“The market for ‘ransomware-as-a-service’ has boomed over the last few years,” Norman told TechRepublic. “Anyone with access to the Dark Web can buy readily available ransomware kits for less than $100. With ready-made packages available to any cybercriminal, it’s no surprise why this attack technique has proliferated.”
Other niche players have paved their own roads to ransomware, according to Norman. Initial access brokers acquire and advertise access to compromised networks. Ransomware affiliates help ransomware operators expand their capabilities. Ransomware groups have also posted messages on Dark Web forums looking to recruit people with network access or penetration testing skills.
SEE: End user data backup policy (TechRepublic Premium)
How are organizations vulnerable to ransomware?
Among the 187.9 million ransomware attacks reported by Statista for 2019, 67% of them were initiated by spam and phishing emails, according to Mahadik. Some 36% occurred due to poor cybersecurity training, 30% because of weak passwords and ineffective asset management, 25% due to poor user practices, 16% because of malicious websites, and 16% due to clickbait.
To pay or not to pay?
Organizations hit by a successful ransomware attack have a key decision to make—whether to pay the ransom. Paying the ransom may sometimes seem like the quickest and easiest way to mitigate the problem, especially if there are no reliable data backups or other means of recovery. But as Mahadik points out, victims would do well to remember that there is no honor among thieves.
SEE: Ransomware attacks continue to dominate the threat landscape (TechRepublic Premium)
“Once they have your data, there is no guarantee that if you pay them off, that your data will be given back or decrypted,” Mahadik said. “There is also no guarantee that you will not be a target a second time around. Often, once an attack is made, the bad actor will sell the details to their associates to come after the victim again after deployment, because the payload can still be there, activated and deactivated.”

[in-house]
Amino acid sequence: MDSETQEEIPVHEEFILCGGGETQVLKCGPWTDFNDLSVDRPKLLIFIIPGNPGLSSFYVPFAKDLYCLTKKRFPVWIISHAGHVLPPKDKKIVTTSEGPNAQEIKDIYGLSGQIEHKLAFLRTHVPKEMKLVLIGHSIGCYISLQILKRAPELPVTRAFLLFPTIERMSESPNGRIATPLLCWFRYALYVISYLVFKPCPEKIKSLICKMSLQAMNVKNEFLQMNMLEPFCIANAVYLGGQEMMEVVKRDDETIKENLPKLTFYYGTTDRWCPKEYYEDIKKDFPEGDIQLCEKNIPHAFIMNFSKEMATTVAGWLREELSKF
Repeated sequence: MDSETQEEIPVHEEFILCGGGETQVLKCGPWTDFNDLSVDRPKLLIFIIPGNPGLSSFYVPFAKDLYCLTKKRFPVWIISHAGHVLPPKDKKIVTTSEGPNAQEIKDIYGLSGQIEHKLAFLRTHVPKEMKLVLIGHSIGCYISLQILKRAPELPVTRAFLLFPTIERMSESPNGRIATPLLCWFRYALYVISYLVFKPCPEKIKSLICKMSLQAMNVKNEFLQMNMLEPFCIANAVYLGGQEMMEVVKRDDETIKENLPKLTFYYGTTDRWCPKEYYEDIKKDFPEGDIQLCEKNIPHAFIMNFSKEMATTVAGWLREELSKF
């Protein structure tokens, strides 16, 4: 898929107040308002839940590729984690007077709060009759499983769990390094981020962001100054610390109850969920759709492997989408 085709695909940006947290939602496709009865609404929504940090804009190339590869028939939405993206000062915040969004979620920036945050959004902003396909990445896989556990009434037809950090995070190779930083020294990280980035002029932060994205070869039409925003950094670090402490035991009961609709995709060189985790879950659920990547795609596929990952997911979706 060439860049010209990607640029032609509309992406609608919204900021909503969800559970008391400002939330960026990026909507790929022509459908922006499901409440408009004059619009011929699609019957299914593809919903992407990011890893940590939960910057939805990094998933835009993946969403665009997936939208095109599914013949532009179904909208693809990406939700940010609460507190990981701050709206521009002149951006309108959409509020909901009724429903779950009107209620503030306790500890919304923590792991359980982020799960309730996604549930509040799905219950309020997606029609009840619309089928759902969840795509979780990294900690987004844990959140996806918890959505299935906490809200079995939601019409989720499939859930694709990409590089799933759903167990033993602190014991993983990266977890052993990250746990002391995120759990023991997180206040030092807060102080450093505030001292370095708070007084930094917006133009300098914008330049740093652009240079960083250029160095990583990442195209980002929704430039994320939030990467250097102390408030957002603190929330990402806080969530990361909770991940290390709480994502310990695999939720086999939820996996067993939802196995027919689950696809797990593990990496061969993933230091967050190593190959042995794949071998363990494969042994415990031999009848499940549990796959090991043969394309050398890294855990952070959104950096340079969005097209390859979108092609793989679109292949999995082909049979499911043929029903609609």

How can organizations better protect themselves against ransomware?
User training. User training is a key area. Users should receive security awareness and education about the threat of ransomware and the ways it can be delivered, Norman said.
Patches. Making sure all your systems are patched and updated can help counter a ransomware attack.
Security solutions. A robust antivirus and anti-spam solution should regularly scan devices for malware to assist in preventing a ransomware attack.
The right team and plan. An organization should also have an incident response or crisis management plan for ransomware events that describes which employees to contact and what to do, Norman said. This plan should be rehearsed regularly so the right people know how to respond.
“Organizations should create a robust security awareness program that trains employees to identify malicious emails and report them to an incident response authority,” Clark told TechRepublic. “Restricting (remote desktop protocol) RDP behind an RDP gateway and enabling Network Level Authentication can provide security benefits if RDP is required to be internet-facing. Additionally, organizations should prioritize patching based on the impact a vulnerability has on their data.”
Mahadik also offered the following tips to help prevent a ransomware attack.
- Back up your computers and servers regularly.
- Secure mapped network drives with a password and access control restrictions.
- Avoid handling files or URL links in emails, chats, or shared folders from untrusted sources.
- Run software with the least privileges.
- Monitor your endpoints 24×7 by deploying EDR technology to detect advanced cyberattacks.
- Associate insurance policies that cover the cost in case of an attack.
SEE: 5 more things to know about ransomware (TechRepublic)
“Additional steps to be considered when planning for a possible ransomware attack include 1) identifying what kind of information is stored on backups, how they’re stored, and if reverting to backups is feasible during an incident; 2) conducting cybersecurity risk analysis; 3) training staff on cybersecurity best practices; and 4) performing penetration testing to evaluate system security and fortify defenses,” Clark said.